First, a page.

Recent decades have seen revived interest in medical cannabis thanks to its effectiveness in helping manage the devastating symptoms brought on by chemotherapy and chronic illnesses like AIDS. Following suit, with California’s medical cannabis legalization in 1996, Canada officially became the first nation to regulate medical cannabis in 2001.

Since then, there has been a wide range of medical studies, conducted both in the United States and Canada, researching the impact of medicinal cannabis on chronic pain patients and pain management.

 

Case studies examining the efficacy of medical cannabis treatment for chronic painCase Studies: Medical Cannabis and Chronic Pain

A 2017 mass medical survey, published in the National Center for Biotechnology Information, asked 984 medical cannabis patients how medical cannabis was addressing their specific pain-related condition. All participants reported experiencing some chronic pain caused by the following: cancer, abdominal, back/neck, neuropathic, or trauma-related.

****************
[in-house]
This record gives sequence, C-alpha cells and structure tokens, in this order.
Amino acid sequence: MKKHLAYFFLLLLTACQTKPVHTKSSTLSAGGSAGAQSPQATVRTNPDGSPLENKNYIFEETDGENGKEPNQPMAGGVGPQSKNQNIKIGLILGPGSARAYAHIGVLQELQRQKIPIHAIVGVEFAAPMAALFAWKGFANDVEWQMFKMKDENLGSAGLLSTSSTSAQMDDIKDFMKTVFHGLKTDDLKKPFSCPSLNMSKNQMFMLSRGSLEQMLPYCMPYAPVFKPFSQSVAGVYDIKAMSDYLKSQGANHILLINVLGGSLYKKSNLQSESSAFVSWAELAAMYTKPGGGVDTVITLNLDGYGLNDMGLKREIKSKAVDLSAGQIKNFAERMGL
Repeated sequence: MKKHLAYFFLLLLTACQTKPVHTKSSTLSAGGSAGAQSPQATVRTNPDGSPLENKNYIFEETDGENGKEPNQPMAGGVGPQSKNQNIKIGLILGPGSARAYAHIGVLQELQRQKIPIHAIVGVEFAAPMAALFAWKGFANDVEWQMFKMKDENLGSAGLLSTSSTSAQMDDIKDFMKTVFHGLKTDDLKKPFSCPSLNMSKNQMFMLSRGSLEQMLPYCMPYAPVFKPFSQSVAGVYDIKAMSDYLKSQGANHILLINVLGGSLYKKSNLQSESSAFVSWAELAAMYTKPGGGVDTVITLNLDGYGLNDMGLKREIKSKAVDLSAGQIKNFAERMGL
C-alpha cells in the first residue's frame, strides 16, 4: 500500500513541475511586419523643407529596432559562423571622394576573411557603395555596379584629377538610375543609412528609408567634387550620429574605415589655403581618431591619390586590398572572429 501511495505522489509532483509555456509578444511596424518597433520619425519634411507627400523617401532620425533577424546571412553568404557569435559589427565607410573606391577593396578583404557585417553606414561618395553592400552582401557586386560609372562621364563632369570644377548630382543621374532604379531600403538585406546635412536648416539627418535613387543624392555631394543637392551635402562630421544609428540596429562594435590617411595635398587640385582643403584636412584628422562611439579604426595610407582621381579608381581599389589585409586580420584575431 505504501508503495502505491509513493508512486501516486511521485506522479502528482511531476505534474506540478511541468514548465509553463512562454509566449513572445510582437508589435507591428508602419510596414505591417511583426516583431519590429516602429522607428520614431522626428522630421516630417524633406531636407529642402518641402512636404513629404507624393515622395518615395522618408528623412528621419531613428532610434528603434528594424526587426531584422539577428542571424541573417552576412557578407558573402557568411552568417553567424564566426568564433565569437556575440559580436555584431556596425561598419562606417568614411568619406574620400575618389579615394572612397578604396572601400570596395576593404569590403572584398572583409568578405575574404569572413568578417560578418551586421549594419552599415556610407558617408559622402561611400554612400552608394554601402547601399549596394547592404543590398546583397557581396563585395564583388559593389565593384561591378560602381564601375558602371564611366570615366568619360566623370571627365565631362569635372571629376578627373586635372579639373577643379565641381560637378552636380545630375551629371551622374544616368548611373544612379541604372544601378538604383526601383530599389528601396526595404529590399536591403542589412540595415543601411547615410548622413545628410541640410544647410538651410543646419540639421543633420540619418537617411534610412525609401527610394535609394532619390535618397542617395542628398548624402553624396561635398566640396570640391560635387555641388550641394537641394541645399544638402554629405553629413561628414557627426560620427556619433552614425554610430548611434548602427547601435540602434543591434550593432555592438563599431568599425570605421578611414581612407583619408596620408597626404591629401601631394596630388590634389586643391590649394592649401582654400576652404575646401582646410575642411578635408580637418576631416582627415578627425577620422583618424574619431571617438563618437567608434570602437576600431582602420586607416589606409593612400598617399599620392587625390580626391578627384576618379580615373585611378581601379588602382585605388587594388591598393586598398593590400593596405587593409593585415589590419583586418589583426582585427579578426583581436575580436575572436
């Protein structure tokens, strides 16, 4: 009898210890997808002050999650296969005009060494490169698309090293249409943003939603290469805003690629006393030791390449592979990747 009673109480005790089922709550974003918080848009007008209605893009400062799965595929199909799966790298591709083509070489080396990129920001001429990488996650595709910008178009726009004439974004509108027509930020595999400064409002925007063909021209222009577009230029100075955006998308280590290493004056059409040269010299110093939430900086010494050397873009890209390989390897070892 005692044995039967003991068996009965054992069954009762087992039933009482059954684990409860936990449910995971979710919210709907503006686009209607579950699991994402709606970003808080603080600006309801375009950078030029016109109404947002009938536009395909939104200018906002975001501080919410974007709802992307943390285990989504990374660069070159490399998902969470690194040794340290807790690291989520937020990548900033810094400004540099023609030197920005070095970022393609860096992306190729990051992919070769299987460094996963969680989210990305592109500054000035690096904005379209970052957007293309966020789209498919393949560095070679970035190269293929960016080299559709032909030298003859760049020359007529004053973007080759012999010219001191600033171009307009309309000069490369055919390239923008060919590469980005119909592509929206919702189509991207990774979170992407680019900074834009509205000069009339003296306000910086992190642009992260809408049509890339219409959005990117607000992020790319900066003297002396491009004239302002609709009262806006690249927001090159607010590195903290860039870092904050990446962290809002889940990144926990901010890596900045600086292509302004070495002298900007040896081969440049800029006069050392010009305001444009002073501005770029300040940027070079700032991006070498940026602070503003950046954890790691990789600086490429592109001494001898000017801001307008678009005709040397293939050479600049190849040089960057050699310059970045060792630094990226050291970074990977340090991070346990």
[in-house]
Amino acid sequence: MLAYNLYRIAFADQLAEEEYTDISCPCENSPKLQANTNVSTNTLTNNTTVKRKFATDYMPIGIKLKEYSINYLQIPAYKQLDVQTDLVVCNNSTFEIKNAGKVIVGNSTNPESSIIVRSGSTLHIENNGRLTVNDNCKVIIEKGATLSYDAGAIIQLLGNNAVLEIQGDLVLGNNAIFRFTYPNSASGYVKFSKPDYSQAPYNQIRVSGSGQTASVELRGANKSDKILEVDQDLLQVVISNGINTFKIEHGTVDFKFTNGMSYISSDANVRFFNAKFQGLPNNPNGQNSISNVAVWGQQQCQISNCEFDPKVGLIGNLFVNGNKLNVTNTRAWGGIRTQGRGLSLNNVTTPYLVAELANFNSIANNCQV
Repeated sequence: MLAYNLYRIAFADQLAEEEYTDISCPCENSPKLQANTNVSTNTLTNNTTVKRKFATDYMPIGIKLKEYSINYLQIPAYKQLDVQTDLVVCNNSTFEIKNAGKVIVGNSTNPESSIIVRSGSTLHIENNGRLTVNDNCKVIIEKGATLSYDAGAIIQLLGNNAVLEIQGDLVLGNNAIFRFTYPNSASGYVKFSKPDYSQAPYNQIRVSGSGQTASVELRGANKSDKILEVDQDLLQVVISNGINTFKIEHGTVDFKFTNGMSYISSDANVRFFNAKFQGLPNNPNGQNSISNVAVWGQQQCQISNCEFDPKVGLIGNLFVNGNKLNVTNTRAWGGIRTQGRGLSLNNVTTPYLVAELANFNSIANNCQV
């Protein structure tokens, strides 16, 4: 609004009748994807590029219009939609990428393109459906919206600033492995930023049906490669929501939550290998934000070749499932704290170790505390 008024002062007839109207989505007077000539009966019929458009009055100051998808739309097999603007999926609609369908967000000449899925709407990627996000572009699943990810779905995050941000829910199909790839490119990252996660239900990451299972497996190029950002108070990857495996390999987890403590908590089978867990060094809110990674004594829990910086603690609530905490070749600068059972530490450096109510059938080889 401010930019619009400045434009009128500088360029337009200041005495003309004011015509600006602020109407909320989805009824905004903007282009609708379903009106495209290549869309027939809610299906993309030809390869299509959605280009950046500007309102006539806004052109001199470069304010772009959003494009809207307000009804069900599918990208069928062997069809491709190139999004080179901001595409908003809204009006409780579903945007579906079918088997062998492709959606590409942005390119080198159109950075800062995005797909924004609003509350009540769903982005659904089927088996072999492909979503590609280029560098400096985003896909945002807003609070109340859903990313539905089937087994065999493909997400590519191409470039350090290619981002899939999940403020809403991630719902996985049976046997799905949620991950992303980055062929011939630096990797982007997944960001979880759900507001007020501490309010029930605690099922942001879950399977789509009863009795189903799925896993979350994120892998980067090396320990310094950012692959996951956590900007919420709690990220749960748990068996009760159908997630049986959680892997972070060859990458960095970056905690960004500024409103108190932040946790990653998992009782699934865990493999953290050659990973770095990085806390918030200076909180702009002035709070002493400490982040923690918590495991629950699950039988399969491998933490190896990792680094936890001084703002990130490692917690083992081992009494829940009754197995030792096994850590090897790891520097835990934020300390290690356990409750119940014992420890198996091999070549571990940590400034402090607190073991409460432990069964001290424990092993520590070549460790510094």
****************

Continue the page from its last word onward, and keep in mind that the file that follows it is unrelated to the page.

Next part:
The most prominent emergent theme coming out of the thousands of participant responses was that medical cannabis was providing pain relief. 

Responses included: 

  • “It stops the pain.”
  • “It will break the cycle of chronic pain.”
  • “It’s been life changing for my pain.”
  • “Changes perception and experience of my chronic pain.”

The second most significant emergent theme to health benefits was sleep quality and sleep onset:

  • “It helps me to fall asleep.”
  • “It helps me sleep all night long.”
  • “Helps with my insomnia.”

 

Neuropathic pain is nerve pain that is uncontrolled. Medical cannabis is being explored as a viable solution for this condition.Medical Cannabis and Neuropathic Pain

In 2010, a study published in the National Center for Biotechnology involved 23 adult patients suffering from neuropathic and post-traumatic pain.